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Permits for elephant hunting trophies from Zimbabwe are being issued despite ban

  • Elephants smell for danger in 2010 in Kenya. AP file



Washington Post
Friday, December 15, 2017

Two years after the U.S. government banned shipments of elephant hunting trophies from Zimbabwe, a federal agency is still granting permits to more than a dozen people who hunted in that country to claim their prized ivory tusks.

The U.S. Fish and Wildlife Service awarded permits to 16 people who requested them between January 2016 and as recently as October, according to Friends of Animals, a nonprofit environmental group that obtained documents through a Freedom of Information Act request. The first permit awarded this year came four days after President Donald Trump’s inauguration, and the last came shortly before a controversial proposal in November to lift the ban against trophy imports from Zimbabwe.

An uproar over Fish and Wildlife’s lifting of the ban prompted Trump to review the decision. Ryan Zinke, secretary of the Interior Department, which oversees Fish and Wildlife, subsequently announced that he agreed with his boss. Neither Trump or Zinke have spoken about the issue or the review in the month since the controversy erupted.

The Fish and Wildlife Service declined say if permits were being issued, but a person who works at the agency who declined to be named confirmed that the permits were issued. The employee explained that the permits were granted because the elephants had been hunted in Zimbabwe before the agency issued a finding in 2014 that the country’s management of its elephant herd was insufficient. A ban went into effect the following year.

Under the Obama administration, elephant-hunting trophies were allowed in from South Africa and Namibia, which worked diligently to account for elephants under its care and protect the population. Zimbabwe failed to meet Fish and Wildlife’s conservation standard for an animal considered threatened in the wild under the Endangered Species Act. For starters, it lacked knowledge of the size and whereabouts of its herd.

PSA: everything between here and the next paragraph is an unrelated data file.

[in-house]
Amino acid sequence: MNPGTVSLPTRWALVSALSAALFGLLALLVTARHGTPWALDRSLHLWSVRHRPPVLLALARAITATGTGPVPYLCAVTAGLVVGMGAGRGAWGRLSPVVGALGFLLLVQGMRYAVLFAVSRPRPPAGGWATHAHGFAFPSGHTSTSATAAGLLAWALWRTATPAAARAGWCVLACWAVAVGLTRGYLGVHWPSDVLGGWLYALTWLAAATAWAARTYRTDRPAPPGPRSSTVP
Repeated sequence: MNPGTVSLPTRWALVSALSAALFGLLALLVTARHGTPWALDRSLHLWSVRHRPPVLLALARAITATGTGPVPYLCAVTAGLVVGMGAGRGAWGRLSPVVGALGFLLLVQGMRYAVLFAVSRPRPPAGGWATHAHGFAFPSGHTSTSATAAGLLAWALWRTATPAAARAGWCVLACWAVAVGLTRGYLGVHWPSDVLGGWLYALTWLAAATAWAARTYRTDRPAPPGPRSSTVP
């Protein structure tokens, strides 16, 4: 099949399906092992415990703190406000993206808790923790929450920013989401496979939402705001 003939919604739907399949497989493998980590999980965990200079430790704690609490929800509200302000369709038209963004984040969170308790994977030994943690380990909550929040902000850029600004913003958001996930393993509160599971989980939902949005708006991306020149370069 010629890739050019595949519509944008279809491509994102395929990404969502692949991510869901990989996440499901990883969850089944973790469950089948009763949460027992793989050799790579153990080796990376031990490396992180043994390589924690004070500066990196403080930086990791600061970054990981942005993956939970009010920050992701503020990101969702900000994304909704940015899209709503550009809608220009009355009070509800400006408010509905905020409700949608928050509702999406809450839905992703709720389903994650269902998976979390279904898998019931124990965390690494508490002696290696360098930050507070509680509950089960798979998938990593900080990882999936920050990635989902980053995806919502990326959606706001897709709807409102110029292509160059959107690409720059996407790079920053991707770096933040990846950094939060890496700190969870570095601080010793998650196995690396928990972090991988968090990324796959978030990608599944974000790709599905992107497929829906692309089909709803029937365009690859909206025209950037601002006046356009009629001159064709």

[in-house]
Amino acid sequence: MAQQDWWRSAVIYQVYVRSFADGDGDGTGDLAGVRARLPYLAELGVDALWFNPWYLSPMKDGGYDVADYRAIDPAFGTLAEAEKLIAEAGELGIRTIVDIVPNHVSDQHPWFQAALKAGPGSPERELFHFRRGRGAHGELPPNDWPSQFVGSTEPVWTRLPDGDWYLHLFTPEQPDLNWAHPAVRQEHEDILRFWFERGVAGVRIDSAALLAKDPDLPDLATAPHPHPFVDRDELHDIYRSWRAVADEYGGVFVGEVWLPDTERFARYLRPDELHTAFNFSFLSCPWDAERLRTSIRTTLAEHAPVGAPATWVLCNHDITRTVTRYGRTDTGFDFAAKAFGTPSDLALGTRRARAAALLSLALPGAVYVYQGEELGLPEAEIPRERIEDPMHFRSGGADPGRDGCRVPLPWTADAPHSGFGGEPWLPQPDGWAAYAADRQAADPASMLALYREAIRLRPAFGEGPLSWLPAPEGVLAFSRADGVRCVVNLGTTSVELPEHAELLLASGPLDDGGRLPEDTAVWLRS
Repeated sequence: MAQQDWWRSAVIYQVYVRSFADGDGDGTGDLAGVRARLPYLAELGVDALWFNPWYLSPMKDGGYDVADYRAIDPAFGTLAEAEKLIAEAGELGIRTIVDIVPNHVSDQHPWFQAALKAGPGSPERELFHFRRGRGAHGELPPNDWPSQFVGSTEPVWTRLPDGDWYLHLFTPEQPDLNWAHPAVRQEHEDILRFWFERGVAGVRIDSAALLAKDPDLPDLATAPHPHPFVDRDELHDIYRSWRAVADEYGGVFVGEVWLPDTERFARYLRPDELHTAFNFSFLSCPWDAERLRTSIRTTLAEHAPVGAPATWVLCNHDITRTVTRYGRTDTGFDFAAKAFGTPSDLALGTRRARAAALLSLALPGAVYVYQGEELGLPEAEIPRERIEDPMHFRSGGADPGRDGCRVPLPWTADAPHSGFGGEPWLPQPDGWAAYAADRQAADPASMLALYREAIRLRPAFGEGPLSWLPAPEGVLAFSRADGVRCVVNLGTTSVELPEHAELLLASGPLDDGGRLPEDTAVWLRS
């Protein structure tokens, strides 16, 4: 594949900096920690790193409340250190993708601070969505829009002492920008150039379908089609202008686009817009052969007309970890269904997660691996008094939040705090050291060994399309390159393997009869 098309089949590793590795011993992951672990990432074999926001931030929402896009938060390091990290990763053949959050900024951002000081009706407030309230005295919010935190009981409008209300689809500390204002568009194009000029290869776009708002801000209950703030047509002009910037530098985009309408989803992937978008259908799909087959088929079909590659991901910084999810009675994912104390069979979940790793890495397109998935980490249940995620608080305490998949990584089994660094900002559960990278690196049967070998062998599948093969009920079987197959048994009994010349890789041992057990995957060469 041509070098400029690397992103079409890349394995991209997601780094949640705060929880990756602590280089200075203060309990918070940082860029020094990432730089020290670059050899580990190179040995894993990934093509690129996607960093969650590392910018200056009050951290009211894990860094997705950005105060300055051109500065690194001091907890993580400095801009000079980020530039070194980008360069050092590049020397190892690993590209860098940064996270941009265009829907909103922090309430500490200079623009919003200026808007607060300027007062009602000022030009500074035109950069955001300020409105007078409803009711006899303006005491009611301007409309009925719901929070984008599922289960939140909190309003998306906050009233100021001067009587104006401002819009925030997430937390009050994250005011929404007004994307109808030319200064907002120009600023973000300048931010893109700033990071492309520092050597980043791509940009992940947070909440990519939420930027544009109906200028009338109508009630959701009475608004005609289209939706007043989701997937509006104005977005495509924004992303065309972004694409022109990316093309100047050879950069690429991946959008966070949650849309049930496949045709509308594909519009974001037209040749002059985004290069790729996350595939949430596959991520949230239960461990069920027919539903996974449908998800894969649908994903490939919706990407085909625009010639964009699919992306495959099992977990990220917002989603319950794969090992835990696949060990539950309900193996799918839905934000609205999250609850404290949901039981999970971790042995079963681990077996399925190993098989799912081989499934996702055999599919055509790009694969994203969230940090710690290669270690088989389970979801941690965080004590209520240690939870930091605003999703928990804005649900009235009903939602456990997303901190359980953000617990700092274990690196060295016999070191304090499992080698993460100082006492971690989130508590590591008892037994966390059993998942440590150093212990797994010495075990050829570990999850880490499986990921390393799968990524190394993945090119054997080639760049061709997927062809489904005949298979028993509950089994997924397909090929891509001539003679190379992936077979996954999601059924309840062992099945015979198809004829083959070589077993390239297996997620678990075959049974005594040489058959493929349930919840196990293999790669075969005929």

Zimbabwe and Safari Club International, which worked to improve the management of Zimbabwe’s elephants, celebrated last month’s initial announcement of a lifting of the ban against imports. Safari Club was so zealous that it made the announcement a day before Fish and Wildlife. The club bemoaned Trump’s and Zinke’s subsequent decision to review the plan by issuing a “call to arms,” blaming conservation groups and news outlets.

Zimbabwe and other hunting clubs voiced similar outrage. But opponents of lifting the trophy import ban included some of Trump’s staunchest supporters, including radio talk show host Laura Ingraham, who tweeted:

“I don’t understand how this move by @realDonaldTrump Admin will not INCREASE the gruesome poaching of elephants. Stay tuned.”

Friends of Animals sued to reinstate the ban less than a week later. To support its legal challenge, the group requested and received a spreadsheet from Fish and Wildlife documenting the issuance of permits to import the remains of African elephants and lions, which are also listed as threatened, as trophies.

Michael Harris, the wildlife law program director for the group, said the permits supports his group’s case against the Trump administration’s initial attempt to overturn the ban. “This really helps us show this is an unsubstantiated change in position” on the ban by Fish and Wildlife, Harris said. The group has a second freedom of information request for the applications submitted by the permit recipients and material supporting their requests.

“They were granted when the ban was in place so we’re questioning that,” Harris said. He disputed the explanation that they were granted because the animals were shot at a time when the U.S. approved of Zimbabwe’s management and trophy imports were legal. “I don’t buy it,” Harris said.